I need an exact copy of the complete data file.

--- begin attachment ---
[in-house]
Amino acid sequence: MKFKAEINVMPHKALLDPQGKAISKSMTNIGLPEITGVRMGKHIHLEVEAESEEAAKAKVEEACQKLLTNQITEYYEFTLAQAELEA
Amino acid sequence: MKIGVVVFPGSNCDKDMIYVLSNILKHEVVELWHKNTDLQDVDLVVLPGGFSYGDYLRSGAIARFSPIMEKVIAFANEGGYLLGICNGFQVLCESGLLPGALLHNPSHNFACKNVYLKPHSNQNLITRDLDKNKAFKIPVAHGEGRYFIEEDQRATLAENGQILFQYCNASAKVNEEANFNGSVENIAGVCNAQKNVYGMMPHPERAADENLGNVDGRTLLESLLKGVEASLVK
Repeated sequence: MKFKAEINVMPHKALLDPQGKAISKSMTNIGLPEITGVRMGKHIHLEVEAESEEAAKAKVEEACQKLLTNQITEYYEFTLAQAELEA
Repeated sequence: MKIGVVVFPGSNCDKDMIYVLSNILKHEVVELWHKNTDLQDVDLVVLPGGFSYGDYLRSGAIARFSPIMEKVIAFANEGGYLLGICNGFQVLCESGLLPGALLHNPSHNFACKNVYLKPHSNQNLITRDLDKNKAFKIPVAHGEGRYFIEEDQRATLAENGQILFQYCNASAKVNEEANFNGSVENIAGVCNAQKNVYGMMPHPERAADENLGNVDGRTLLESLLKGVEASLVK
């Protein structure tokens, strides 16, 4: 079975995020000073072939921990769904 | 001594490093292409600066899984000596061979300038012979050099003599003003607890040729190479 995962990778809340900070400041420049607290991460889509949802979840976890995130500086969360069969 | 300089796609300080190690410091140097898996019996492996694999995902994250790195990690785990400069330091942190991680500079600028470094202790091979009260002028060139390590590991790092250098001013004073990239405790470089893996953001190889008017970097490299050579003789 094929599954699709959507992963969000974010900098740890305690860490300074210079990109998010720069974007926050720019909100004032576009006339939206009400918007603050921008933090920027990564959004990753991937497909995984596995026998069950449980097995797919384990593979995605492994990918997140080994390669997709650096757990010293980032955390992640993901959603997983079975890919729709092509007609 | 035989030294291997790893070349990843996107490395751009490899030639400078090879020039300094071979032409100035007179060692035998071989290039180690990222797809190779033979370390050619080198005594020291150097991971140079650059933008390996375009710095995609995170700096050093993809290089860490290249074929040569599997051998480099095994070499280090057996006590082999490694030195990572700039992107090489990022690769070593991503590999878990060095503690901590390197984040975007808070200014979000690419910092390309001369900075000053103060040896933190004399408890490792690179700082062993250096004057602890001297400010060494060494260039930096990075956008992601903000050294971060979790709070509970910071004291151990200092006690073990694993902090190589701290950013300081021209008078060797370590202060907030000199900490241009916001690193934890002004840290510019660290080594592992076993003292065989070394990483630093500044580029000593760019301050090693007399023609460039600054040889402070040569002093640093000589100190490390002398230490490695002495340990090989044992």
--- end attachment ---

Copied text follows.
[in-house]
Amino acid sequence: MKFKAEINVMPHKALLDPQGKAISKSMTNIGLPEITGVRMGKHIHLEVEAESEEAAKAKVEEACQKLLTNQITEYYEFTLAQAELEA
Amino acid sequence: MKIGVVVFPGSNCDKDMIYVLSNILKHEVVELWHKNTDLQDVDLVVLPGGFSYGDYLRSGAIARFSPIMEKVIAFANEGGYLLGICNGFQVLCESGLLPGALLHNPSHNFACKNVYLKPHSNQNLITRDLDKNKAFKIPVAHGEGRYFIEEDQRATLAENGQILFQYCNASAKVNEEANFNGSVENIAGVCNAQKNVYGMMPHPERAADENLGNVDGRTLLESLLKGVEASLVK
Repeated sequence: MKFKAEINVMPHKALLDPQGKAISKSMTNIGLPEITGVRMGKHIHLEVEAESEEAAKAKVEEACQKLLTNQITEYYEFTLAQAELEA
Repeated sequence: MKIGVVVFPGSNCDKDMIYVLSNILKHEVVELWHKNTDLQDVDLVVLPGGFSYGDYLRSGAIARFSPIMEKVIAFANEGGYLLGICNGFQVLCESGLLPGALLHNPSHNFACKNVYLKPHSNQNLITRDLDKNKAFKIPVAHGEGRYFIEEDQRATLAENGQILFQYCNASAKVNEEANFNGSVENIAGVCNAQKNVYGMMPHPERAADENLGNVDGRTLLESLLKGVEASLVK
């Protein structure tokens, strides 16, 4: 079975995020000073072939921990769904 | 001594490093292409600066899984000596061979300038012979050099003599003003607890040729190479 995962990778809340900070400041420049607290991460889509949802979840976890995130500086969360069969 | 300089796609300080190690410091140097898996019996492996694999995902994250790195990690785990400069330091942190991680500079600028470094202790091979009260002028060139390590590991790092250098001013004073990239405790470089893996953001190889008017970097490299050579003789 094929599954699709959507992963969000974010900098740890305690860490300074210079990109998010720069974007926050720019909100004032576009006339939206009400918007603050921008933090920027990564959004990753991937497909995984596995026998069950449980097995797919384990593979995605492994990918997140080994390669997709650096757990010293980032955390992640993901959603997983079975890919729709092509007609 | 035989030294291997790893070349990843996107490395751009490899030639400078090879020039300094071979032409100035007179060692035998071989290039180690990222797809190779033979370390050619080198005594020291150097991971140079650059933008390996375009710095995609995170700096050093993809290089860490290249074929040569599997051998480099095994070499280090057996006590082999490694030195990572700039992107090489990022690769070593991503590999878990060095503690901590390197984040975007808070200014979000690419910092390309001369900075000053103060040896933190004399408890490792690179700082062993250096004057602890001297400010060494060494260039930096990075956008992601903000050294971060979790709070509970910071004291151990200092006690073990694993902090190589701290950013300081021209008078060797370590202060907030000199900490241009916001690193934890002004840290510019660290080594592992076993003292065989070394990483630093500044580029000593760019301050090693007399023609460039600054040889402070040569002093640093000589100190490390002398230490490695002495340990090989044992």